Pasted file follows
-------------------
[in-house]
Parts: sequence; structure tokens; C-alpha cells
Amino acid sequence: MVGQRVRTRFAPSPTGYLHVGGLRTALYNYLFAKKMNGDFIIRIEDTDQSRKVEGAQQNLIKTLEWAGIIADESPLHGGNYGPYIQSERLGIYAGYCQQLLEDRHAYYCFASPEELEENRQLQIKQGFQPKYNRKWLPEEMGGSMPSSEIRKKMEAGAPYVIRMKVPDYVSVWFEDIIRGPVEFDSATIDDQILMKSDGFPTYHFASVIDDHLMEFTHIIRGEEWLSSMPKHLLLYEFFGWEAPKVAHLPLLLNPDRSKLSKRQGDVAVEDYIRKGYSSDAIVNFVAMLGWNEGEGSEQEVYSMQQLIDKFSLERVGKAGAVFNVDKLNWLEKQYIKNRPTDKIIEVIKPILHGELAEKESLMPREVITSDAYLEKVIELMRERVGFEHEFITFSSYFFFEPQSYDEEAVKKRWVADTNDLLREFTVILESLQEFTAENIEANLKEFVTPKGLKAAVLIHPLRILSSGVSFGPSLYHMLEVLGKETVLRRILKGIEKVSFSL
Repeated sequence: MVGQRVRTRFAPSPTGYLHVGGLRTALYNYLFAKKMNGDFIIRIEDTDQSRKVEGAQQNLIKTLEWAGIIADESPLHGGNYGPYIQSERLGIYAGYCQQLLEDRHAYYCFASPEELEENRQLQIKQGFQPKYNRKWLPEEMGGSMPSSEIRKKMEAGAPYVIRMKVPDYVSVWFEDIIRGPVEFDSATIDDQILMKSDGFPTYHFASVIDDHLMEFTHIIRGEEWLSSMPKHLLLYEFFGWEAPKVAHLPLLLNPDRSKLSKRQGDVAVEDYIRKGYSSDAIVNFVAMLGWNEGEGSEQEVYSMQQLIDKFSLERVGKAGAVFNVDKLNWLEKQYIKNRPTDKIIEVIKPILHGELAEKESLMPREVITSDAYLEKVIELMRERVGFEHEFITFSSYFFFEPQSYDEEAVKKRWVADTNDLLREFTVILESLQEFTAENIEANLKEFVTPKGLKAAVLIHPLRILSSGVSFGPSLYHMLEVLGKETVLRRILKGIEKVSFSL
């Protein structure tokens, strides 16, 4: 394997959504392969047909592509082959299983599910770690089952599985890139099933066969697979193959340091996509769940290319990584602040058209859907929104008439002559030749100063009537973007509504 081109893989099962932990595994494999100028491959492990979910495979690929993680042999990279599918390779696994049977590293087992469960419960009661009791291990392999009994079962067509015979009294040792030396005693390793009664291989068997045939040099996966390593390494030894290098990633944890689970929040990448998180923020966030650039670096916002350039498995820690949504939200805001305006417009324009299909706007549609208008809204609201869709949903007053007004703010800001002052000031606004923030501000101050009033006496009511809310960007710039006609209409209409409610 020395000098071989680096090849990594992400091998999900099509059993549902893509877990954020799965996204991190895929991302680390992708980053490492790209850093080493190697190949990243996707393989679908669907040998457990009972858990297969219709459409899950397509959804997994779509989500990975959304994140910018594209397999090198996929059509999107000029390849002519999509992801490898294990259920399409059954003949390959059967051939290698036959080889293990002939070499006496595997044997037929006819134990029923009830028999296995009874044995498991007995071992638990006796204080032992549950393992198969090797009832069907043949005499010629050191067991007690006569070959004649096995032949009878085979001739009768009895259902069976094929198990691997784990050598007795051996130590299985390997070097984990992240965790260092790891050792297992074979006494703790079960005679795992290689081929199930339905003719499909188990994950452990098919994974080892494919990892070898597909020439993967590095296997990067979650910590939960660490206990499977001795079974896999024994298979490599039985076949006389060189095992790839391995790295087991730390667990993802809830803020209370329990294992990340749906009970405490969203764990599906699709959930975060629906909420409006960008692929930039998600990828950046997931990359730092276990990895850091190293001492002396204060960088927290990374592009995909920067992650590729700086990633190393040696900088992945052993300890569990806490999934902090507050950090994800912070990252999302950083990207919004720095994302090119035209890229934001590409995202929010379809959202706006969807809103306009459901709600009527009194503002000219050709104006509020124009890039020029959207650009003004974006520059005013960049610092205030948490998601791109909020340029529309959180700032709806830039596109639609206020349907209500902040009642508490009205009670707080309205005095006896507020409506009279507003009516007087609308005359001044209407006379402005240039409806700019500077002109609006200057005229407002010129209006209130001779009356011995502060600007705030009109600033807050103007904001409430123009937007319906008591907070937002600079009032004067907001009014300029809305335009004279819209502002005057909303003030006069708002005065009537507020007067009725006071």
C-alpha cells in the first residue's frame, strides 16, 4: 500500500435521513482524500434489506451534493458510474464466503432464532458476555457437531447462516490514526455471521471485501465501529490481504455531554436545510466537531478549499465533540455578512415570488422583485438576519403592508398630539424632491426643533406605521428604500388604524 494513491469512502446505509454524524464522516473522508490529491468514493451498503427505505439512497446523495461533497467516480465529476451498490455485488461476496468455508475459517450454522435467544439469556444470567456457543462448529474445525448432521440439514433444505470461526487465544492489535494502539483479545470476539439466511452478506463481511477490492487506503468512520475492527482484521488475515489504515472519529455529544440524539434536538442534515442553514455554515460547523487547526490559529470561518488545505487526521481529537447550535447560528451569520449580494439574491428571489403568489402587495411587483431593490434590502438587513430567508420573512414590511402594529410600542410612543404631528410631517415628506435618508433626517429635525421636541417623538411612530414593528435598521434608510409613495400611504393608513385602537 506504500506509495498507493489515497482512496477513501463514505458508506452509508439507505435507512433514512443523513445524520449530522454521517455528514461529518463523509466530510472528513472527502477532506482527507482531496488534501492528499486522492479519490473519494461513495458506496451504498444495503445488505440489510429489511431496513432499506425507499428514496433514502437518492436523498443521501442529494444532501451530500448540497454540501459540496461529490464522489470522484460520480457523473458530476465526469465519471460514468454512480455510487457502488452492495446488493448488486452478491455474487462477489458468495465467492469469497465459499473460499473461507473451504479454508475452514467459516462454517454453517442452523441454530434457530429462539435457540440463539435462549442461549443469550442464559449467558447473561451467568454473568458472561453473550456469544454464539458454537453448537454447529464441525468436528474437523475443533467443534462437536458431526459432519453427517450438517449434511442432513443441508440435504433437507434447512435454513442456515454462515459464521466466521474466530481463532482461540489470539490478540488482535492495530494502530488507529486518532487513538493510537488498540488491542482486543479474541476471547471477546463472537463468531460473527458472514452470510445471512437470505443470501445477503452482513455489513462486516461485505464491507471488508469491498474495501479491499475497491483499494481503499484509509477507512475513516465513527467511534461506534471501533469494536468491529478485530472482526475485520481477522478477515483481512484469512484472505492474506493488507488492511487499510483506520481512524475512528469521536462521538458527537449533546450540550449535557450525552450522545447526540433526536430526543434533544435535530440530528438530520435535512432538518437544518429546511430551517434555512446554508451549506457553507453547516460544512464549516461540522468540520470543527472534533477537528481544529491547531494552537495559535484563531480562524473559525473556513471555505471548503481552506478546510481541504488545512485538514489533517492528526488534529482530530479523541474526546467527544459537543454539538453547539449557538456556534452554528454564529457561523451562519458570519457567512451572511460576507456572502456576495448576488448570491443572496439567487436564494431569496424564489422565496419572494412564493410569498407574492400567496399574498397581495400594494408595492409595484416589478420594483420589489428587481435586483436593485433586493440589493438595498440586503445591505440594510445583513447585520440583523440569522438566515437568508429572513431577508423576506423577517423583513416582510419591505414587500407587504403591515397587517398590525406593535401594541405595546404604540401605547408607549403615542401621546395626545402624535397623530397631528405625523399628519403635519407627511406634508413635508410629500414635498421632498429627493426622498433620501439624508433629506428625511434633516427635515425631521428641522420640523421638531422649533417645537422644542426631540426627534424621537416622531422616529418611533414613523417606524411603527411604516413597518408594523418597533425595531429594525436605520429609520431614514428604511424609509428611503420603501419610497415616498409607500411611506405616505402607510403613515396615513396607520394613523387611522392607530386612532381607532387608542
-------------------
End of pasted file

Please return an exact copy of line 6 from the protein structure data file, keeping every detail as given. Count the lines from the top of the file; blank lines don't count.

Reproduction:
C-alpha cells in the first residue's frame, strides 16, 4: 500500500435521513482524500434489506451534493458510474464466503432464532458476555457437531447462516490514526455471521471485501465501529490481504455531554436545510466537531478549499465533540455578512415570488422583485438576519403592508398630539424632491426643533406605521428604500388604524 494513491469512502446505509454524524464522516473522508490529491468514493451498503427505505439512497446523495461533497467516480465529476451498490455485488461476496468455508475459517450454522435467544439469556444470567456457543462448529474445525448432521440439514433444505470461526487465544492489535494502539483479545470476539439466511452478506463481511477490492487506503468512520475492527482484521488475515489504515472519529455529544440524539434536538442534515442553514455554515460547523487547526490559529470561518488545505487526521481529537447550535447560528451569520449580494439574491428571489403568489402587495411587483431593490434590502438587513430567508420573512414590511402594529410600542410612543404631528410631517415628506435618508433626517429635525421636541417623538411612530414593528435598521434608510409613495400611504393608513385602537 506504500506509495498507493489515497482512496477513501463514505458508506452509508439507505435507512433514512443523513445524520449530522454521517455528514461529518463523509466530510472528513472527502477532506482527507482531496488534501492528499486522492479519490473519494461513495458506496451504498444495503445488505440489510429489511431496513432499506425507499428514496433514502437518492436523498443521501442529494444532501451530500448540497454540501459540496461529490464522489470522484460520480457523473458530476465526469465519471460514468454512480455510487457502488452492495446488493448488486452478491455474487462477489458468495465467492469469497465459499473460499473461507473451504479454508475452514467459516462454517454453517442452523441454530434457530429462539435457540440463539435462549442461549443469550442464559449467558447473561451467568454473568458472561453473550456469544454464539458454537453448537454447529464441525468436528474437523475443533467443534462437536458431526459432519453427517450438517449434511442432513443441508440435504433437507434447512435454513442456515454462515459464521466466521474466530481463532482461540489470539490478540488482535492495530494502530488507529486518532487513538493510537488498540488491542482486543479474541476471547471477546463472537463468531460473527458472514452470510445471512437470505443470501445477503452482513455489513462486516461485505464491507471488508469491498474495501479491499475497491483499494481503499484509509477507512475513516465513527467511534461506534471501533469494536468491529478485530472482526475485520481477522478477515483481512484469512484472505492474506493488507488492511487499510483506520481512524475512528469521536462521538458527537449533546450540550449535557450525552450522545447526540433526536430526543434533544435535530440530528438530520435535512432538518437544518429546511430551517434555512446554508451549506457553507453547516460544512464549516461540522468540520470543527472534533477537528481544529491547531494552537495559535484563531480562524473559525473556513471555505471548503481552506478546510481541504488545512485538514489533517492528526488534529482530530479523541474526546467527544459537543454539538453547539449557538456556534452554528454564529457561523451562519458570519457567512451572511460576507456572502456576495448576488448570491443572496439567487436564494431569496424564489422565496419572494412564493410569498407574492400567496399574498397581495400594494408595492409595484416589478420594483420589489428587481435586483436593485433586493440589493438595498440586503445591505440594510445583513447585520440583523440569522438566515437568508429572513431577508423576506423577517423583513416582510419591505414587500407587504403591515397587517398590525406593535401594541405595546404604540401605547408607549403615542401621546395626545402624535397623530397631528405625523399628519403635519407627511406634508413635508410629500414635498421632498429627493426622498433620501439624508433629506428625511434633516427635515425631521428641522420640523421638531422649533417645537422644542426631540426627534424621537416622531422616529418611533414613523417606524411603527411604516413597518408594523418597533425595531429594525436605520429609520431614514428604511424609509428611503420603501419610497415616498409607500411611506405616505402607510403613515396615513396607520394613523387611522392607530386612532381607532387608542